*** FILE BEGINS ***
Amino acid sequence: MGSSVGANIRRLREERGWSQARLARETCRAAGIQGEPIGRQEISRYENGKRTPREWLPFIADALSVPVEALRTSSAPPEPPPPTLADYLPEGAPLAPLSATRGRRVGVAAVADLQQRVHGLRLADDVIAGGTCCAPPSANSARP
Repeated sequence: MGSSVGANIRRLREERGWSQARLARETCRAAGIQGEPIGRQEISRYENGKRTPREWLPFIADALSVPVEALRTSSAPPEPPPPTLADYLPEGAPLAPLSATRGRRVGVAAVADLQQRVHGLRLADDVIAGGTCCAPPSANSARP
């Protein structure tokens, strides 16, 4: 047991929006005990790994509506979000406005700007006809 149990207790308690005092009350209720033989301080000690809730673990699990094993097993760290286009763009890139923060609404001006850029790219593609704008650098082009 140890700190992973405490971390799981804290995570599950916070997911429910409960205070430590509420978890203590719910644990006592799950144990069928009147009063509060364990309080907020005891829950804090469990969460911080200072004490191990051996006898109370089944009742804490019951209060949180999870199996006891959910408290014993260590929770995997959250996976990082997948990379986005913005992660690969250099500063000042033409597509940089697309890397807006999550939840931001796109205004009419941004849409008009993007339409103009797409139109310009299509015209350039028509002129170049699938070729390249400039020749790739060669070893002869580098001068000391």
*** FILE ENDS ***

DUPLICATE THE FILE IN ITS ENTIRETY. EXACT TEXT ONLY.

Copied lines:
Amino acid sequence: MGSSVGANIRRLREERGWSQARLARETCRAAGIQGEPIGRQEISRYENGKRTPREWLPFIADALSVPVEALRTSSAPPEPPPPTLADYLPEGAPLAPLSATRGRRVGVAAVADLQQRVHGLRLADDVIAGGTCCAPPSANSARP
Repeated sequence: MGSSVGANIRRLREERGWSQARLARETCRAAGIQGEPIGRQEISRYENGKRTPREWLPFIADALSVPVEALRTSSAPPEPPPPTLADYLPEGAPLAPLSATRGRRVGVAAVADLQQRVHGLRLADDVIAGGTCCAPPSANSARP
């Protein structure tokens, strides 16, 4: 047991929006005990790994509506979000406005700007006809 149990207790308690005092009350209720033989301080000690809730673990699990094993097993760290286009763009890139923060609404001006850029790219593609704008650098082009 140890700190992973405490971390799981804290995570599950916070997911429910409960205070430590509420978890203590719910644990006592799950144990069928009147009063509060364990309080907020005891829950804090469990969460911080200072004490191990051996006898109370089944009742804490019951209060949180999870199996006891959910408290014993260590929770995997959250996976990082997948990379986005913005992660690969250099500063000042033409597509940089697309890397807006999550939840931001796109205004009419941004849409008009993007339409103009797409139109310009299509015209350039028509002129170049699938070729390249400039020749790739060669070893002869580098001068000391």